Obituary - Damon Gravatt, 1974-2011
Damon Gravatt's career was characterised by creativity: the 36-year-old primary teacher wrote plays, songs, stories. And, in blatant violation of his school's dress code, he brought colour to the classroom with a diverse range of novelty ties.
Damon Gravatt was born in May 1974, the son of an engineer and a secretary. When, as an 11-year-old, he announced that his school was offering clarinet lessons, his father agreed to buy him an instrument. Six months later, Damon was impressing school concert-goers. "If that was a beginner," one parent said, "we're in for a pretty good show."
By the time he finished school, teenage Damon had reached grade eight on the clarinet and learnt to play saxophone, guitar and keyboards. He had also acquired a second hobby: technology. Whenever his mother struggled with her BBC computer she merely turned to her son for help. "You just need to talk to it," Damon would say.
After school, he took a music and IT degree at Liverpool Hope University. Uncertain what to do after graduation, he asked to volunteer for a day at his local primary. Six weeks later, he was still there. And so he decided to enrol in a PGCE course at Lancaster University.
He was subsequently appointed to Storrington First School in West Sussex. At 6ft 4in, he towered above his tiny charges. And yet he was, in many ways, an oversized child himself, with a keen sense of fun. He became renowned for his novelty ties: musical-instrument ties, Roadrunner ties, smiley-face ties. And there were seasonal variations: a Christmas tie played musical chimes.
But his creativity went beyond his sartorial choices. He wrote plays for pupils to perform, complete with self-penned songs. One Christmas play, for example, reimagined the visit of the three wise men for the modern era. Instead of camels, the Magi rode a flying carpet, stopping off at passport control along the way.
However, he rarely boasted about these professional successes. Instead, his time was spent quietly planning lessons, working with his computers, and happily helping friends and acquaintances with technical problems.
After eight years at Storrington and a year at nearby St Leonard's, he decided he needed a change. And so he left teaching and found a job working in IT. Ultimately, though, he missed school - and the pupils - too much. Within a year he was back in the classroom, working as a supply teacher for several West Sussex schools.
Supply teaching suited him: he enjoyed seeing how different schools approached the syllabus. And there was renewed scope for creativity: in one school, he became known as "the man who draws dragons".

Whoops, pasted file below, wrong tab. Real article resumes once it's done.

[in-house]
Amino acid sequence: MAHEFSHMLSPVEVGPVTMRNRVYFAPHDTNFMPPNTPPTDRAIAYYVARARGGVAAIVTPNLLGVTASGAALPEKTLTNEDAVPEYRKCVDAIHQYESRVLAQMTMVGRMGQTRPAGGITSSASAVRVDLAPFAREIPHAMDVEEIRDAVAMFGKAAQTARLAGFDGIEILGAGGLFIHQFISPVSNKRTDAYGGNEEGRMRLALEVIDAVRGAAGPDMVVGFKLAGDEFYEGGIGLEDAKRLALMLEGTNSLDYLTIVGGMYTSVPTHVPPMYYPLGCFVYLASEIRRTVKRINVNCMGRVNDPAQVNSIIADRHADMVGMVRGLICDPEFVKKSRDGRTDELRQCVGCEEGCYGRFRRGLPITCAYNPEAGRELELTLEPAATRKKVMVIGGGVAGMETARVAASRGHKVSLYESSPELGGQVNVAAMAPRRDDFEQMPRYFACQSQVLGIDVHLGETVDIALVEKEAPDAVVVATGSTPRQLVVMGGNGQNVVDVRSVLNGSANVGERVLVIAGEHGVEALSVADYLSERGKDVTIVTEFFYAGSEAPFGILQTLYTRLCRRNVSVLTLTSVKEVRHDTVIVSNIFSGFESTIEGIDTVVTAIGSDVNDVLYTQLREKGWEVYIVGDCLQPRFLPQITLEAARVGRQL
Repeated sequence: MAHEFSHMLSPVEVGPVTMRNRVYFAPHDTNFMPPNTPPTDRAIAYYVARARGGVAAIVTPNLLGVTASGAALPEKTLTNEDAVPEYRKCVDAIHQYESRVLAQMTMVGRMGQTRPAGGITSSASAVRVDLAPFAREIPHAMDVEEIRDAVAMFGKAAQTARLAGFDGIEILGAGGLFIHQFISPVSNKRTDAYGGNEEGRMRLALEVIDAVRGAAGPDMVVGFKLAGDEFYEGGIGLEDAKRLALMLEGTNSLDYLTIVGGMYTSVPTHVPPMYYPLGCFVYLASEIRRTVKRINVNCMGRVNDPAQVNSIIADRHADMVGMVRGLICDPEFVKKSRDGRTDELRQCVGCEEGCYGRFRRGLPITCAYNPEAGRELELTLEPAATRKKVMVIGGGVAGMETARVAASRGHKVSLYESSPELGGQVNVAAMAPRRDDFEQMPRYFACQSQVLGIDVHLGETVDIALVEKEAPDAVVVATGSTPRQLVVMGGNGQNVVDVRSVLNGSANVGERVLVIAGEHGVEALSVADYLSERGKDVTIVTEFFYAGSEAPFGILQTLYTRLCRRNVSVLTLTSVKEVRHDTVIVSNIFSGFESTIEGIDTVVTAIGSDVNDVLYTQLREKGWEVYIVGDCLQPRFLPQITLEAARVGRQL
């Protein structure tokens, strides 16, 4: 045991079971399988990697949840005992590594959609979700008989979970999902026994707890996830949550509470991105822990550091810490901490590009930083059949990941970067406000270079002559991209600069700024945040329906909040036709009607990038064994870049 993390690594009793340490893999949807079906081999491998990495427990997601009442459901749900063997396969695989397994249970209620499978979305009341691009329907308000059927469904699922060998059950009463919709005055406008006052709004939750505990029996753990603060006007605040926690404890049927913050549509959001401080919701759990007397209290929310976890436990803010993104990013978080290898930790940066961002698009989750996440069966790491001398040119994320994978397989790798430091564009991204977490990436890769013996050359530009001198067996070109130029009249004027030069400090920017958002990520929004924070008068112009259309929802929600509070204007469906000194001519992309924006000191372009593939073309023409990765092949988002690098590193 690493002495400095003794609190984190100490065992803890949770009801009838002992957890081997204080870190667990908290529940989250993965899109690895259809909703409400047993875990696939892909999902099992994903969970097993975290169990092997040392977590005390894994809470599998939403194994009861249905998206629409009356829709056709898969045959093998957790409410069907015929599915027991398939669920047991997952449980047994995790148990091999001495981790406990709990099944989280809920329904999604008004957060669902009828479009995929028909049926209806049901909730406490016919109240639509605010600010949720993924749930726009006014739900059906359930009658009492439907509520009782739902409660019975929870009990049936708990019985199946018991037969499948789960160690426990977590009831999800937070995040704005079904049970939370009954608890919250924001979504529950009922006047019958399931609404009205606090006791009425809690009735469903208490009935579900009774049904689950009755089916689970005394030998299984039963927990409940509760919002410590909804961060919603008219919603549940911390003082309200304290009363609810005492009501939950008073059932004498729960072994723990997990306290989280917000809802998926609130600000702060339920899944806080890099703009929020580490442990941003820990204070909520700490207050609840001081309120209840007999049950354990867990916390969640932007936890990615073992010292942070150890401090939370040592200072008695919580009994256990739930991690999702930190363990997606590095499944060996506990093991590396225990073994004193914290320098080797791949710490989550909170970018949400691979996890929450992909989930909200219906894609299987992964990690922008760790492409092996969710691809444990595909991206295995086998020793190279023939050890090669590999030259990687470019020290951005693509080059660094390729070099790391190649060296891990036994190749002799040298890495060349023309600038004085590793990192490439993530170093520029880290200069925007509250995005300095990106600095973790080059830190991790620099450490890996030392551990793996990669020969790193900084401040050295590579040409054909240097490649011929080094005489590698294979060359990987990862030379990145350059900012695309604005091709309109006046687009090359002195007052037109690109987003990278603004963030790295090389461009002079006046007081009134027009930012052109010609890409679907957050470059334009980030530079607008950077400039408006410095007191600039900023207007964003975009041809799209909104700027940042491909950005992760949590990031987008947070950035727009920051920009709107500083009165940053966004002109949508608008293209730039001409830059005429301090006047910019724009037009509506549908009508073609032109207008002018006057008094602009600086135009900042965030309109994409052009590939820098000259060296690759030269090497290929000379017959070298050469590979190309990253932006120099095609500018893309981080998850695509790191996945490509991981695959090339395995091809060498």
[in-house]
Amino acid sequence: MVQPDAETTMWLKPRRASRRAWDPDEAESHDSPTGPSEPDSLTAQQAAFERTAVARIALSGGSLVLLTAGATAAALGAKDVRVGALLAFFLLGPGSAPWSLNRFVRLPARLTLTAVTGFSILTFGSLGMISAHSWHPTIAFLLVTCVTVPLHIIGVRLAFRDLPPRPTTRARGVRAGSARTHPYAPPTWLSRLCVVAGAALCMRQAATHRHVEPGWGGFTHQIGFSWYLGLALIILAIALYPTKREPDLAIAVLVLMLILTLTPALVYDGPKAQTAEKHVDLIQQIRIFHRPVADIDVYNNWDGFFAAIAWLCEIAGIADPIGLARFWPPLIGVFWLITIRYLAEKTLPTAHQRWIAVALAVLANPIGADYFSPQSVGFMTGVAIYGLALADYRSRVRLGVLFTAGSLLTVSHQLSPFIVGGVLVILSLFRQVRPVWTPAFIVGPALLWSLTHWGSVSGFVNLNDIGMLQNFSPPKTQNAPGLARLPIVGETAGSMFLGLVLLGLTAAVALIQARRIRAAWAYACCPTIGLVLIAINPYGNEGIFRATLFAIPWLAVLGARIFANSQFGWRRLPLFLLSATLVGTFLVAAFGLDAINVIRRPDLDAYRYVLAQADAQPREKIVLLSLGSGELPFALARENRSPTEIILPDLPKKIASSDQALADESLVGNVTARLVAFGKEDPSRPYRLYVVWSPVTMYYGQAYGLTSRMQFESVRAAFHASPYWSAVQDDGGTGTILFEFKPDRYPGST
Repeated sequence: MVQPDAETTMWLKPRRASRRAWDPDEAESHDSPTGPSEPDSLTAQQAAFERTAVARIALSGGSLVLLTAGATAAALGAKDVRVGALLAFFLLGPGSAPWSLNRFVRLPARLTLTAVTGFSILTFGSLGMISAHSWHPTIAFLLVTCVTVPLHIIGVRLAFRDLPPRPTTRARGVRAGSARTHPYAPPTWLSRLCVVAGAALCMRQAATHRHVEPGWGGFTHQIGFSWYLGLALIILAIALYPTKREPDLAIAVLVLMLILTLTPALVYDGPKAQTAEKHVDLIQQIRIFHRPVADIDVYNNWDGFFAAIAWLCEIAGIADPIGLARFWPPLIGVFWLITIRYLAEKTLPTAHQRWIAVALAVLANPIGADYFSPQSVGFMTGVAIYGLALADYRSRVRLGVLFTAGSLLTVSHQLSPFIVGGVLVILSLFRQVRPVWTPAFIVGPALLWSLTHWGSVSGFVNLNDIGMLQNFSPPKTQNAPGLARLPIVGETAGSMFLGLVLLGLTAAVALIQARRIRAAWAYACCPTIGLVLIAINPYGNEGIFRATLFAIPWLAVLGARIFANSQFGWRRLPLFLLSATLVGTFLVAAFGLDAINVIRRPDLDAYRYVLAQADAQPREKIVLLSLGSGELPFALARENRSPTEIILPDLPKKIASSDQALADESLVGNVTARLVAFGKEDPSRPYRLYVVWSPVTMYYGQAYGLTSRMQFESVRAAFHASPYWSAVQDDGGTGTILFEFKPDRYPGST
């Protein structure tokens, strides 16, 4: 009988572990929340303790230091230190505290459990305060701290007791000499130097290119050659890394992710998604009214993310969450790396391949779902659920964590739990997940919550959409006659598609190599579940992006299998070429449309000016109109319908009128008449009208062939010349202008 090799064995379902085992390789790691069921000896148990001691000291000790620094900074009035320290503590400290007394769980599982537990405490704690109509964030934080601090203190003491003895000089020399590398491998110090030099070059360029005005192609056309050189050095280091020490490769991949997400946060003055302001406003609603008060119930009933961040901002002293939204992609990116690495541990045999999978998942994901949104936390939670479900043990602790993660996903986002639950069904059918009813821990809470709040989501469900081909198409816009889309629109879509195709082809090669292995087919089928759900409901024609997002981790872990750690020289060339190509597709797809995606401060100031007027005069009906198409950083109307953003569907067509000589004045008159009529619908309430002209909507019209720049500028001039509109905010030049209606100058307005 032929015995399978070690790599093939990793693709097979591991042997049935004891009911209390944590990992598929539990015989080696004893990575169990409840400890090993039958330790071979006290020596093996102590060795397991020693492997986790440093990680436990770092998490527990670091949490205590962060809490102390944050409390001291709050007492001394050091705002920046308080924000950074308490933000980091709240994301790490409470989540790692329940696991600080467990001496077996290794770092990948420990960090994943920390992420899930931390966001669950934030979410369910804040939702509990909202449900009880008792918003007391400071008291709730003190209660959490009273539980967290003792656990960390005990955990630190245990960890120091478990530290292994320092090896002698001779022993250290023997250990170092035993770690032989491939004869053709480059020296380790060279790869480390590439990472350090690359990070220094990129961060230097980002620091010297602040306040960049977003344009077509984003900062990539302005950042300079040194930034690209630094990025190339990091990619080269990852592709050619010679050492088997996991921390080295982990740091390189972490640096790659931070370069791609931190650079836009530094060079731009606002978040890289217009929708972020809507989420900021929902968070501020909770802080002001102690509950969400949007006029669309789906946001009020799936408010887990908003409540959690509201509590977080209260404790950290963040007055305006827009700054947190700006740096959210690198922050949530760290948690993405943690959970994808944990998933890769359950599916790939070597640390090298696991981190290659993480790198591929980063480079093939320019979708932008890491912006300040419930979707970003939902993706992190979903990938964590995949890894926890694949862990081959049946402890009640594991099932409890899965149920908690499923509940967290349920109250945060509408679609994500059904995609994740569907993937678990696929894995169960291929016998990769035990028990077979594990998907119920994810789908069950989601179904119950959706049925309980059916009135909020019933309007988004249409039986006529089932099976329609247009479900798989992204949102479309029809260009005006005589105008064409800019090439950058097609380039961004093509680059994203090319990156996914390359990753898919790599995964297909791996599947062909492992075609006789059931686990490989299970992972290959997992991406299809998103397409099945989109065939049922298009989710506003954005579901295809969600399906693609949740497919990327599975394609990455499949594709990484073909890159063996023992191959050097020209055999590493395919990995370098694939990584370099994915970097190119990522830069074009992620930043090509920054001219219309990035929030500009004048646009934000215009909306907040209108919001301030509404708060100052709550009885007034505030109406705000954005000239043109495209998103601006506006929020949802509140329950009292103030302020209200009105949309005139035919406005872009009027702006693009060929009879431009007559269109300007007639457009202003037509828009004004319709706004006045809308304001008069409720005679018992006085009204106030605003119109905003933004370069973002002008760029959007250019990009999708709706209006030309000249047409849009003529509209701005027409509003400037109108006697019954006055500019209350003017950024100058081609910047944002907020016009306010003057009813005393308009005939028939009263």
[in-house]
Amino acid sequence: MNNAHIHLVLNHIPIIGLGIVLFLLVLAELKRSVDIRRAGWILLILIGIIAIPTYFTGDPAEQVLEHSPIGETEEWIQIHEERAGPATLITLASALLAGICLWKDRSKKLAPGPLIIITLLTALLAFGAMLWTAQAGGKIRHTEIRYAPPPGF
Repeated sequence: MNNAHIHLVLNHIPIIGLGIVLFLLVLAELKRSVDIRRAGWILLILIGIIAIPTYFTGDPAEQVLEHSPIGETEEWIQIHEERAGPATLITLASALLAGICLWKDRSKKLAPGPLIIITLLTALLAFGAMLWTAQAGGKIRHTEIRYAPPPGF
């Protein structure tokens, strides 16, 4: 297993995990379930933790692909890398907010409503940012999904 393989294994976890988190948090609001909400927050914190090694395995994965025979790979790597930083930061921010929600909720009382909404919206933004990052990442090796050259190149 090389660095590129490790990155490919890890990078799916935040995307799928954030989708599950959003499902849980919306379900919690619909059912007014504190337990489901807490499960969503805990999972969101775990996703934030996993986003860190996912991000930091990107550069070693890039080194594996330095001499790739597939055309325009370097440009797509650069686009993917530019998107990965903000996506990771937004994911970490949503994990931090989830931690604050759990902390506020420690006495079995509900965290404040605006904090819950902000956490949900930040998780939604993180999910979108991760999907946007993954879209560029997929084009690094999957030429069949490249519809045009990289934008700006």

Eventually, he was offered an extended contract, working three days a week at Michael Ayres Primary. There, the headteacher was impressed enough to persuade him to stay on permanently. Working three days a week suited him: it allowed him to work on a manuscript for a children's book about a Lassie-like collie.
This book was the product of a dog-filled childhood. Continuing to live with his parents, he happily spent many non-teaching hours strolling in the countryside with his family's dogs.
He remained at Michael Ayres for several years, before it merged with nearby schools to create 680-pupil Southway Primary. The change from small to large primary did not worry him. However, because all pupils in a year had to be given roughly the same lessons, his pedagogical freedom was inevitably constrained, and this frustrated him.
But there were alternative outlets for his creativity. He took over running the school choir, expanding its repertoire to include modern songs, alongside show tunes and choral pieces.
He had a deep tenor voice himself, and had played the role of Nanki-Poo in a local production of The Mikado. Briefly, he also played in a band with colleagues, performing at charity events.
On the whole, however, his teaching and musical lives did not mix. When Michael Ayres invited peripatetic clarinet teachers to work with pupils, his father asked how these teachers responded to his own aptitude with the instrument. "Oh, they don't know," Mr Gravatt replied. "I didn't want to embarrass them."
At 5.15pm on 4 May, he rang his parents to tell them he was on his way home from school. When he failed to arrive, his father went out to look for him. He reached a roadblock and asked a policeman what was going on. The policeman informed the older Mr Gravatt that his son's car had crashed into two others. He did not survive the collision.